April 7, 1988
By LINDSEY GRUSON
New York Times
The first gubernatorial impeachment trial in nearly 60 years had a full complement of lawyers, last-minute switches of lawyers, lawyers appearing as witnesses and one or two literary allusions to lawyers.
A few days before his impeachment trial opened here, Evan Mecham, who was convicted and removed from office Monday, hired a new team of lawyers, led by Jerris Leonard and Fred Craft, a friend of the Governor who hadn’t tried a case in 20 years.
Since Mr. Craft was standing next to him when the Governor was told that a senior aide had threatened a grand jury witness, the prosecution called Mr. Craft as a hostile witness.
Mr. Craft completed his testimony and asked permission to address the State Senate, which was hearing the case.
“Are you a witness now or a lawyer?” asked the presiding officer, Chief Justice Frank X. Gordon Jr. of the State Supreme Court.
“I’m now not a witness,” Mr. Craft testified. “Well, I guess I’m sworn as a witness. I guess I don’t know what I am. I’m confused, Mr. Presiding Officer.” Words on the Wall
In cross-examination on the charge that Mr. Mecham obstructed justice, Sam Steiger, a former special assistant to the Governor, was asked to quote a plaque he had tacked on his office wall.
“First thing you do is kill all the lawyers,” said Mr. Steiger, a former United States Representative who is currently on trial here for extortion.
A prosecutor, Paul Eckstein, then asked whether he knew the origin of the saying.
“Henry VI,” Mr. Steiger responded.
“Do you know what immediately precedes that?” Mr. Eckstein asked.
“No,” Mr. Steiger answered. “And if it mitigates the contents, then I don’t want to know.”
“Mr. Steiger, I would very much like you to know,” Mr. Eckstein said. He continued by acknowledging that he wasn’t a Shakespearean scholar, but nonetheless apparently began quoting from memory.
“If we want injustice and corruption to run rampant over the land, the first thing we do is kill all the lawyers,” Mr. Eckstein said dramatically.
“Oh, counselor,” Mr. Steiger sighed, “I think that is a legal construction of what is otherwise a very cogent phrase.”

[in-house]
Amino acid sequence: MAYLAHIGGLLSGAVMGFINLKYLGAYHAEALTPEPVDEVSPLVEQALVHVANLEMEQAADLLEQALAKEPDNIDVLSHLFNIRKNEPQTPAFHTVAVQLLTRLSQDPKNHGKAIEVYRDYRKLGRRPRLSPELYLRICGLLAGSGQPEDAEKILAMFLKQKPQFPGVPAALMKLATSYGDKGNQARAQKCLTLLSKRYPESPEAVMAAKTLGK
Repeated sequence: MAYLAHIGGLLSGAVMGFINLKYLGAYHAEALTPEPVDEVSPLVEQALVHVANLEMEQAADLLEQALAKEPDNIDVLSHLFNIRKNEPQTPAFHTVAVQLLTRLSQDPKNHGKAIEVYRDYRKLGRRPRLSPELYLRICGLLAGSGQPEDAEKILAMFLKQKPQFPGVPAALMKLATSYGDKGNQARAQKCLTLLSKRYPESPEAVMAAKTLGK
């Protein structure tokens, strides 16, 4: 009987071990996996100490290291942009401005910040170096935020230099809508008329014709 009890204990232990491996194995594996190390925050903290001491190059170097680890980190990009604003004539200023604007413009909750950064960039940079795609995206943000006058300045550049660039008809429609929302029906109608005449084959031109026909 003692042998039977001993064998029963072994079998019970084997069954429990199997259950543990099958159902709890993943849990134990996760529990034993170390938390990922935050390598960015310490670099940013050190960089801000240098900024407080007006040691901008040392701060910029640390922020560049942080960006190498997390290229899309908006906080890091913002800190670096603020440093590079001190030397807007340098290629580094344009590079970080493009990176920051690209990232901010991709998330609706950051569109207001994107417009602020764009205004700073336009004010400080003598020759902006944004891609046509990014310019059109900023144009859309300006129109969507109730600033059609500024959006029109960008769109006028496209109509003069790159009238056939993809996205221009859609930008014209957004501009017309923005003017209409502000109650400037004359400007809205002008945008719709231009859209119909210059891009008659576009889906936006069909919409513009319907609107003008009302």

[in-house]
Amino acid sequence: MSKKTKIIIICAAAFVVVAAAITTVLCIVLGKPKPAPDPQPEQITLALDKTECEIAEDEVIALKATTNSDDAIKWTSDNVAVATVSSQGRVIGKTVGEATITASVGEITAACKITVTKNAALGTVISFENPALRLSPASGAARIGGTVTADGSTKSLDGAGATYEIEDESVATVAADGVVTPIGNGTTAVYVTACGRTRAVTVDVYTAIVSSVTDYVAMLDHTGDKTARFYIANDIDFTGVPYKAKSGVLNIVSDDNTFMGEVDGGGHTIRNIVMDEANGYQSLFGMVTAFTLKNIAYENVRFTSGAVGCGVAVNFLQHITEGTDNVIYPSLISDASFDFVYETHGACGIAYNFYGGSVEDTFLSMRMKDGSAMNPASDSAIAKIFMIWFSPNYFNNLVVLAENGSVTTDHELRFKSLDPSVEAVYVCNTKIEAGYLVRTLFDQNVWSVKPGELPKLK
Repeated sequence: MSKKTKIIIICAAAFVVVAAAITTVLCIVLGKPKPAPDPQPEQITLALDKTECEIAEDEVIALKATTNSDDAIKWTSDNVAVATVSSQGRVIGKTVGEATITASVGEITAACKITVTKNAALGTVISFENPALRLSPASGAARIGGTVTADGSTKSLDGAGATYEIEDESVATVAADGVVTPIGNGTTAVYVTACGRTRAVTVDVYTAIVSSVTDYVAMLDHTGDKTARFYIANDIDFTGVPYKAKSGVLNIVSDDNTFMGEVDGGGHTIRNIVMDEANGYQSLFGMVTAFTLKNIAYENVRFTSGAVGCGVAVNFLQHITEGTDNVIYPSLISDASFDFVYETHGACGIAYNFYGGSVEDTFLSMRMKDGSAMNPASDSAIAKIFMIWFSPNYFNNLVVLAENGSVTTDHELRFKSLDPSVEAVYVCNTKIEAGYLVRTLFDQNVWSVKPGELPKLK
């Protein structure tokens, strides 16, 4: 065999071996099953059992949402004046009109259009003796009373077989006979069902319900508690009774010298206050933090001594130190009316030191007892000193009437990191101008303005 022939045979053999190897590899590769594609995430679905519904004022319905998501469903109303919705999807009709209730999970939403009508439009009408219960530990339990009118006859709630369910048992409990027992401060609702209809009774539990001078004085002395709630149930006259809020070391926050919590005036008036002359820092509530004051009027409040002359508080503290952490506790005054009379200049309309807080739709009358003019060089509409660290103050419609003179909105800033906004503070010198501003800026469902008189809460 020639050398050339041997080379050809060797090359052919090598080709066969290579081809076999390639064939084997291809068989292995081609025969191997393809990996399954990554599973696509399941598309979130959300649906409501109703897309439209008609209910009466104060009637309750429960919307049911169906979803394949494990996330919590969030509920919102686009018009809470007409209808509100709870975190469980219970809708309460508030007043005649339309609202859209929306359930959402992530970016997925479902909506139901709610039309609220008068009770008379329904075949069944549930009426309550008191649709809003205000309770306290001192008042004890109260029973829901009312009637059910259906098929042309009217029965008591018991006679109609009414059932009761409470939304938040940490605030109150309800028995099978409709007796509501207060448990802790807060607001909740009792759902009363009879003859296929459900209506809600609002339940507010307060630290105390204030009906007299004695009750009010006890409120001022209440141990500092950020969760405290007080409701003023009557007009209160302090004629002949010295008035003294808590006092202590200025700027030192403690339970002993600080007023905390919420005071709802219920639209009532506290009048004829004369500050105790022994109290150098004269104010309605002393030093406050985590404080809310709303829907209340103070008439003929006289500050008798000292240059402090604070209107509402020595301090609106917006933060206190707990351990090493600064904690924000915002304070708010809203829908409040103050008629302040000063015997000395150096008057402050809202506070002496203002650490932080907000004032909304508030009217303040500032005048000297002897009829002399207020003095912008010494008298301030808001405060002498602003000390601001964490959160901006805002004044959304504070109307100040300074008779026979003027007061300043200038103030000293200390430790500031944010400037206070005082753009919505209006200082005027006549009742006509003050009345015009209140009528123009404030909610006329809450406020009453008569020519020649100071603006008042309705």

An easy two points for the prosecution.
Of Lambs and Parchment
Or so it appeared, for two weeks. Then Mr. Steiger was recalled to the stand. Mr. Leonard concluded his questioning for the defense by asking if the witness recalled the Shakespearean exchange.
“I was hoping you’d ask that,” Mr. Steiger said, requesting permission from the presiding officer to read the quotation from his notes.
“I wish you would,” the judge replied. “I looked it up, too.”
Mr. Steiger began by recalling Mr. Eckstein’s quote. “He said something about if you would have raping and pillage in the land, you would first kill all the lawyers,” Mr. Steiger claimed.
Acknowledging that he had only read one page of the play, he proceeded to the passage.
“Is not this a lamentable thing that the skin of an innocent lamb should be made into parchment and that parchment, being scribbled over, should undo a man,” he read.
“In other words, why kill a lamb, to make a piece of parchment, to make a lawyer,” he continued.
“I submit to you that there is nothing in there that redeems the profession.”
Unusual Switch at End
The final decision was also marked by an unusual vote.
Senator Jeff Hill, Republican of Tucson, remained a staunch ally of the Governor to end. He was among the tiny minority who voted to acquit Mr. Mecham on all counts.
In a reversal, Mr. Hill then voted to disqualify his fellow Republican, who retains an ardent following, from ever again holding public office.
“I wanted to expose those who voted for purely political reasons,” he said.